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UPDATE 1-Cameroon's main opposition leader charged with rebellion -lawyer


UPDATE 1-Cameroon's main opposition leader charged with rebellion -lawyer
Cameroon's main opposition leader, Maurice Kamto, has been charged in a military court with rebellion and seven other offences, indictments that could carry the death penalty, his lawyers said on Wednesday. Kamto lost what he says was a fraudulent presidential election in October and was detained late last month after organising a small rally against long-serving President Paul Biya.

Security services broke up that rally with live fire, shooting and wounding six people, and have put down other rare anti-Biya protests across the country, including the main commercial city Douala and the capital Yaounde, since the vote. There was no immediate comment from Kamto's party and supporters whether the charges made against him on Tuesday would trigger more demonstrations.

"The investigating judges charged Maurice Kamto at the military tribunal," his lawyer Christopher Ndong told Reuters. "This is not a judicial matter. This is politics." Another of his lawyers, Emmanuel Simh, told Reuters the charges he faces include: "hostility against the homeland, incitement to insurrection, offence against the president of the republic, destruction of public buildings and goods."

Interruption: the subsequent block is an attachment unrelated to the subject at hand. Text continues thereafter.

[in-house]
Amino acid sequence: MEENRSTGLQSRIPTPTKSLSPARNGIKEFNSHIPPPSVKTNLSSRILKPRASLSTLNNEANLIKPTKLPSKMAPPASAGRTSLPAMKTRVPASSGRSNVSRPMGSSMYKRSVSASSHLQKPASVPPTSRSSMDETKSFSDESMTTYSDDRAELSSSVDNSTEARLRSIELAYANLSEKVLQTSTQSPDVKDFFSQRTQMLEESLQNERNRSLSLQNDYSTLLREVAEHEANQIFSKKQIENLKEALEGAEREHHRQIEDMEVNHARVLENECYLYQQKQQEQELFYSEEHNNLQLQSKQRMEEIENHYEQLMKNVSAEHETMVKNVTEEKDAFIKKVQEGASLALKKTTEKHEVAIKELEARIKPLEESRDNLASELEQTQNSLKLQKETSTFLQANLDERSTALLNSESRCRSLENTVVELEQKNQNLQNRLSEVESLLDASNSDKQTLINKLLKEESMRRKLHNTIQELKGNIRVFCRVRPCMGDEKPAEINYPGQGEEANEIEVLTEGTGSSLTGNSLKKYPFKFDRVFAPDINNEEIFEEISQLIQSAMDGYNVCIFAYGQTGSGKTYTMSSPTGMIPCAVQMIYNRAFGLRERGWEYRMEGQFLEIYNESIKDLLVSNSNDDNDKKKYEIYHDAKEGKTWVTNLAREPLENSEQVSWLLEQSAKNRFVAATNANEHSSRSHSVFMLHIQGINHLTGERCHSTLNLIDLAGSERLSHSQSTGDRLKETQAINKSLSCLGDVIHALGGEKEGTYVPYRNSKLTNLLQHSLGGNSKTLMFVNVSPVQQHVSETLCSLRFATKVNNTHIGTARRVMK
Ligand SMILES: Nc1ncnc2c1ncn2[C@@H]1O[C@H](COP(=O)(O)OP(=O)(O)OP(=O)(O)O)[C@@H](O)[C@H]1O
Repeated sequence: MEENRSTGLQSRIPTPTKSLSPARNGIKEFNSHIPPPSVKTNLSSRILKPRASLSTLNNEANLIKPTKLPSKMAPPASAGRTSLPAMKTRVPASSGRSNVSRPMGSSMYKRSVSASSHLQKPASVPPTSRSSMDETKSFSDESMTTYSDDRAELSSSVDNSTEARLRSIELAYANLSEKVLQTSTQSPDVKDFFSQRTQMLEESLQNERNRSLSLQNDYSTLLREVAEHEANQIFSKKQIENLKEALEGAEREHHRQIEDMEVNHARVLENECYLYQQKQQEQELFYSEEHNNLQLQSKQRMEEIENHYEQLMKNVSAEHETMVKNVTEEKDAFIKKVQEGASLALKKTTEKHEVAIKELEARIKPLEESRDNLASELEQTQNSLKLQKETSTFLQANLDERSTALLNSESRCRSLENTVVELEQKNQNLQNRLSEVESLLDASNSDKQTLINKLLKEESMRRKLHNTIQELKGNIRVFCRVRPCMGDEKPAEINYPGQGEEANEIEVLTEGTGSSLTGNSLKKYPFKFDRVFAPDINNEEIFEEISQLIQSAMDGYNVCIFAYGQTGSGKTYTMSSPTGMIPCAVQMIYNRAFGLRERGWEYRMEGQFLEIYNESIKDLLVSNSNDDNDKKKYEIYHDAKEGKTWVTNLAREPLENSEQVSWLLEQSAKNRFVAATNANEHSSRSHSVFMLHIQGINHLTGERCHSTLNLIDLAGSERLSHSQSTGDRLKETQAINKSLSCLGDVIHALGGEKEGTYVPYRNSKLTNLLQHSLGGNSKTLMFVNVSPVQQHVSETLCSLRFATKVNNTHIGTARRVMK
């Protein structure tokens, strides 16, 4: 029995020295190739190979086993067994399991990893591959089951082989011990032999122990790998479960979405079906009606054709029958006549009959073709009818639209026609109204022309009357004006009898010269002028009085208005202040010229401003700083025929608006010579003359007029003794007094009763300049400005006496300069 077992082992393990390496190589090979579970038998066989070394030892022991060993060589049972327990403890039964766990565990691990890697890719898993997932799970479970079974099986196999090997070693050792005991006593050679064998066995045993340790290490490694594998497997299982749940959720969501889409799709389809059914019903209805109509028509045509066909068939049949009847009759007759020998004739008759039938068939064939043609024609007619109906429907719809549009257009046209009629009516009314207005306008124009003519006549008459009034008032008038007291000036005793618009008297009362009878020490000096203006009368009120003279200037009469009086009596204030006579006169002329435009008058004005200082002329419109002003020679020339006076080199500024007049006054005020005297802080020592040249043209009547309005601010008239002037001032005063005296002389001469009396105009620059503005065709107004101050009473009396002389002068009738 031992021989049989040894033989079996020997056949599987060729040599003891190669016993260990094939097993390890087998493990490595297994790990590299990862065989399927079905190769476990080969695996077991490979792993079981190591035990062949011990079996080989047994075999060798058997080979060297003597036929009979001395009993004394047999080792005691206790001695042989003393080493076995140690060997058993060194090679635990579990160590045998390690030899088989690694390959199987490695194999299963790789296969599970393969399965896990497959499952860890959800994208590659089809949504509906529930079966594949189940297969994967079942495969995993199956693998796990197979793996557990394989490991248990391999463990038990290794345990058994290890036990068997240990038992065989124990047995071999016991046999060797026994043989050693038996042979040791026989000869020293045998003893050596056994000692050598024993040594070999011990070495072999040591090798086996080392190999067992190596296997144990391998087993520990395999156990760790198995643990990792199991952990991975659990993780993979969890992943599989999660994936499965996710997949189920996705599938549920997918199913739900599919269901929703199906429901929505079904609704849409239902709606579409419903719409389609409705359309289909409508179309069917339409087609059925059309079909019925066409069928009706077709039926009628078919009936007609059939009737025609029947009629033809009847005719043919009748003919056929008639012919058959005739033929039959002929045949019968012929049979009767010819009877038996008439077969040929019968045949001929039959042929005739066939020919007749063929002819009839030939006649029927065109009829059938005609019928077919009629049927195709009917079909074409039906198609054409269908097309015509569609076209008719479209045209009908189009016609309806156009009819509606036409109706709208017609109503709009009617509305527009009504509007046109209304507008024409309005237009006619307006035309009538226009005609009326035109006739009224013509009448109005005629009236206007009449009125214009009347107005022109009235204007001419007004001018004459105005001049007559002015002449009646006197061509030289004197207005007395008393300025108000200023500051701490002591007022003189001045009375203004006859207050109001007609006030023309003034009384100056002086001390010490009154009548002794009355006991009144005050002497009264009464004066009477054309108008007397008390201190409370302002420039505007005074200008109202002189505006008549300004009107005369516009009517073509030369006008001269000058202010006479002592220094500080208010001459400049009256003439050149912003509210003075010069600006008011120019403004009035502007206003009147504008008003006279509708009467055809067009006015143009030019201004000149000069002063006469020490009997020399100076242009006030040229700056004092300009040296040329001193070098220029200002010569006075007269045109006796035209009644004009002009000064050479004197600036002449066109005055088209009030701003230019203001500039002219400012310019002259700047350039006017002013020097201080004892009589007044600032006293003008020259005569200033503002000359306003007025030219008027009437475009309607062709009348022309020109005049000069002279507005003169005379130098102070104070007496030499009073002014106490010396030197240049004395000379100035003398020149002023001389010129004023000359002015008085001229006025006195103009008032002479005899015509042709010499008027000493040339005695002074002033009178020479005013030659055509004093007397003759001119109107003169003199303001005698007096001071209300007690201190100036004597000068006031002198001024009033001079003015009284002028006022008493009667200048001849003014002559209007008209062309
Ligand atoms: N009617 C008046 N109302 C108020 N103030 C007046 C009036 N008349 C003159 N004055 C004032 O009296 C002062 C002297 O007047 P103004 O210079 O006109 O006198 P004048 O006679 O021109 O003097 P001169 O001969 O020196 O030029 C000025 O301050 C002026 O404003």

Twenty-two members of his Cameroon Renaissance Movement (MRC) are also on trial for the same charges, lawyers said. Cameroon authorities could not immediately be reached for comment. Rights groups have accused Biya, 85, of silencing opposition voices throughout his 36-years ruling the central African cocoa and oil exporter - charges he denies.

Unrest has historically been rare in Cameroon, and when it happens it tends to be quelled with overwhelming force. Protests erupted in its troubled western Anglophone region more than two years ago, and after they were repressed they morphed into a low level rebellion.

The United States this month said it would withhold some military aid over allegations of human rights violations, but in the same week France said its defence cooperation with Cameroon would continue. (Writing by Tim Cocks; editing by John Stonestreet and Andrew Heavens)

(This story has not been edited by Devdiscourse staff and is auto-generated from a syndicated feed.)

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